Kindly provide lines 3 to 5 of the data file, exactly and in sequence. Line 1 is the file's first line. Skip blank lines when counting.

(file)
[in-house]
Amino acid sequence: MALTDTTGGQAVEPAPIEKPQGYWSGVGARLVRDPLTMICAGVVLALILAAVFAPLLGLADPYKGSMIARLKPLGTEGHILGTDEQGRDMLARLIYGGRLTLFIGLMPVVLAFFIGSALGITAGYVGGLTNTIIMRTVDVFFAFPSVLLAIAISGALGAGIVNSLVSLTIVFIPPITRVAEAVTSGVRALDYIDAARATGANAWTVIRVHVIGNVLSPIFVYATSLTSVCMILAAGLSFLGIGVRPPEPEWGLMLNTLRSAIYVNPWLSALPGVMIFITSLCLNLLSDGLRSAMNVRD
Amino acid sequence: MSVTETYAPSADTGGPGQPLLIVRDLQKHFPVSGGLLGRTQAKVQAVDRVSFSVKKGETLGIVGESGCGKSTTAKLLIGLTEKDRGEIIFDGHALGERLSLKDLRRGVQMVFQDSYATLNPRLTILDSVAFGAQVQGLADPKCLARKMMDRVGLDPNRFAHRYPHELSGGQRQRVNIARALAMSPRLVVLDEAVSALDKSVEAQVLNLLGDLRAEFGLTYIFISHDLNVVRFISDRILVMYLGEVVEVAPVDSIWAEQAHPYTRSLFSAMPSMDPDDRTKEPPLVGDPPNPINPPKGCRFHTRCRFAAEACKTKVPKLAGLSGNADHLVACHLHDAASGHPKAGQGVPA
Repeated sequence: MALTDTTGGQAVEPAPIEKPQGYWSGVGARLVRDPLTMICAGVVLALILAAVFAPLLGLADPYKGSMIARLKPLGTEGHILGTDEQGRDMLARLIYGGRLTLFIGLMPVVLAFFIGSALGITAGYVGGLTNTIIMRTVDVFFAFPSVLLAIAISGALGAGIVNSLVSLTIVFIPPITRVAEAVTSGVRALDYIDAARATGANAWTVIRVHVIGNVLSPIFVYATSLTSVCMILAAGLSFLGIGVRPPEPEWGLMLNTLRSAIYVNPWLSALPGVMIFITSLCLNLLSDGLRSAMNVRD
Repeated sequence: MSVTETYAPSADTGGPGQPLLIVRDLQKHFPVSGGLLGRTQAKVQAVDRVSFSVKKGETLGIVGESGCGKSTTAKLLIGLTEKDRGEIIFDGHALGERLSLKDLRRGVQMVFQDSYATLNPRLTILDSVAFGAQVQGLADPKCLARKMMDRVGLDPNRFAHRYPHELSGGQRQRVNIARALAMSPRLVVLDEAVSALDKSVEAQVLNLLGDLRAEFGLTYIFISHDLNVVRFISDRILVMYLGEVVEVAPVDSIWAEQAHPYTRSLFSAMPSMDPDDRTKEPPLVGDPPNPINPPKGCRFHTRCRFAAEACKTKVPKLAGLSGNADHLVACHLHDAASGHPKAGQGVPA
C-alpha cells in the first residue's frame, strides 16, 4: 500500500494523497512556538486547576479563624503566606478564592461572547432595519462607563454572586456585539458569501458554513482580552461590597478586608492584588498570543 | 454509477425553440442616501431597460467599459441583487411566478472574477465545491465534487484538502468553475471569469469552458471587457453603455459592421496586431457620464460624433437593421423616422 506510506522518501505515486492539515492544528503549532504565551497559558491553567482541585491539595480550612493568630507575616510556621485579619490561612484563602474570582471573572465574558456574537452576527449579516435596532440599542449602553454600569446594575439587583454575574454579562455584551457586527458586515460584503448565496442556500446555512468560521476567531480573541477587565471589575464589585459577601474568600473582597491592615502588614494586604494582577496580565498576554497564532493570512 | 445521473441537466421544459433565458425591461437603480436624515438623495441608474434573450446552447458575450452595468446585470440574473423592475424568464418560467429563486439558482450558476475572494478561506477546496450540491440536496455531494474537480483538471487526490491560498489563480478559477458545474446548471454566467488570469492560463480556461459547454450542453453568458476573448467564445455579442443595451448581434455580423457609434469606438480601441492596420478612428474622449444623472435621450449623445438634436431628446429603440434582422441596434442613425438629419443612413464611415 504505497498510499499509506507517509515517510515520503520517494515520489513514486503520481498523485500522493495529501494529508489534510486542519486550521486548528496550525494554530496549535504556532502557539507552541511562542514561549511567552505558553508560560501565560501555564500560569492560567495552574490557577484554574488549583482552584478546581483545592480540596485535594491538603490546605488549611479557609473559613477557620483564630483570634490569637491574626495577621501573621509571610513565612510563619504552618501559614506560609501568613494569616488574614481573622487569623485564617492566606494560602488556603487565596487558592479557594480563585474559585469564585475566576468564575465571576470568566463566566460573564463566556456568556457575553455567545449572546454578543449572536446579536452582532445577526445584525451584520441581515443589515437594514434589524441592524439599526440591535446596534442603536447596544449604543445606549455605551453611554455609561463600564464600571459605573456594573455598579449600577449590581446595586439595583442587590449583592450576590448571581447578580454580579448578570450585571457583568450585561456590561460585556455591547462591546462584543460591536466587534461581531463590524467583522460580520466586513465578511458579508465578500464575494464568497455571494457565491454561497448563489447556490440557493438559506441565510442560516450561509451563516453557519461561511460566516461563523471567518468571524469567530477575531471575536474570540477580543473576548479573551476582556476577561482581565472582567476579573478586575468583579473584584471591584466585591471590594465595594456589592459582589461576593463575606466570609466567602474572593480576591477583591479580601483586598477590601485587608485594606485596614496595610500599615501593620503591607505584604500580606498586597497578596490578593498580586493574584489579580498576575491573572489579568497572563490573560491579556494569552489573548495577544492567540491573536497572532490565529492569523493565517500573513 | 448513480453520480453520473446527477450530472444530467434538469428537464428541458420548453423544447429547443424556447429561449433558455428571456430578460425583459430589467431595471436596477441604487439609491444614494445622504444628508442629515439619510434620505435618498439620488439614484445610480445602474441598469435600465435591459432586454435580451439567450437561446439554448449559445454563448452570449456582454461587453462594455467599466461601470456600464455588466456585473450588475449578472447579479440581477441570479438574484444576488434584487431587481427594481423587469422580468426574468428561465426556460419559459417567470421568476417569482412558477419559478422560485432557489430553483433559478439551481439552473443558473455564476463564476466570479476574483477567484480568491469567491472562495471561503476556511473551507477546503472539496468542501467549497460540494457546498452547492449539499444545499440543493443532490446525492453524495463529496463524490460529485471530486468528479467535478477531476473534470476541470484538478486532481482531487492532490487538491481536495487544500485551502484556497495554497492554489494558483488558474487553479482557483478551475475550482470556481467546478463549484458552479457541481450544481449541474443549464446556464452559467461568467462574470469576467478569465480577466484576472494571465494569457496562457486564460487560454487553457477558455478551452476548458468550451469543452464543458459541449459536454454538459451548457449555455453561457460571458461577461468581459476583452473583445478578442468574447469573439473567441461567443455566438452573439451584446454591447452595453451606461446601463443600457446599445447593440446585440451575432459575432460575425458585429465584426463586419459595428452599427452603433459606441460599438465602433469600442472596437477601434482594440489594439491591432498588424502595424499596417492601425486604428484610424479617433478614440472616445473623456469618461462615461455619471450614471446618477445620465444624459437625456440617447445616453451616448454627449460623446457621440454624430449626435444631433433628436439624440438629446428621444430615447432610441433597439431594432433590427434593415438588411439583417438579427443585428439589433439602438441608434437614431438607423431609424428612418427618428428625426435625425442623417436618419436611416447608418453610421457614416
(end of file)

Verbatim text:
Amino acid sequence: MSVTETYAPSADTGGPGQPLLIVRDLQKHFPVSGGLLGRTQAKVQAVDRVSFSVKKGETLGIVGESGCGKSTTAKLLIGLTEKDRGEIIFDGHALGERLSLKDLRRGVQMVFQDSYATLNPRLTILDSVAFGAQVQGLADPKCLARKMMDRVGLDPNRFAHRYPHELSGGQRQRVNIARALAMSPRLVVLDEAVSALDKSVEAQVLNLLGDLRAEFGLTYIFISHDLNVVRFISDRILVMYLGEVVEVAPVDSIWAEQAHPYTRSLFSAMPSMDPDDRTKEPPLVGDPPNPINPPKGCRFHTRCRFAAEACKTKVPKLAGLSGNADHLVACHLHDAASGHPKAGQGVPA
Repeated sequence: MALTDTTGGQAVEPAPIEKPQGYWSGVGARLVRDPLTMICAGVVLALILAAVFAPLLGLADPYKGSMIARLKPLGTEGHILGTDEQGRDMLARLIYGGRLTLFIGLMPVVLAFFIGSALGITAGYVGGLTNTIIMRTVDVFFAFPSVLLAIAISGALGAGIVNSLVSLTIVFIPPITRVAEAVTSGVRALDYIDAARATGANAWTVIRVHVIGNVLSPIFVYATSLTSVCMILAAGLSFLGIGVRPPEPEWGLMLNTLRSAIYVNPWLSALPGVMIFITSLCLNLLSDGLRSAMNVRD
Repeated sequence: MSVTETYAPSADTGGPGQPLLIVRDLQKHFPVSGGLLGRTQAKVQAVDRVSFSVKKGETLGIVGESGCGKSTTAKLLIGLTEKDRGEIIFDGHALGERLSLKDLRRGVQMVFQDSYATLNPRLTILDSVAFGAQVQGLADPKCLARKMMDRVGLDPNRFAHRYPHELSGGQRQRVNIARALAMSPRLVVLDEAVSALDKSVEAQVLNLLGDLRAEFGLTYIFISHDLNVVRFISDRILVMYLGEVVEVAPVDSIWAEQAHPYTRSLFSAMPSMDPDDRTKEPPLVGDPPNPINPPKGCRFHTRCRFAAEACKTKVPKLAGLSGNADHLVACHLHDAASGHPKAGQGVPA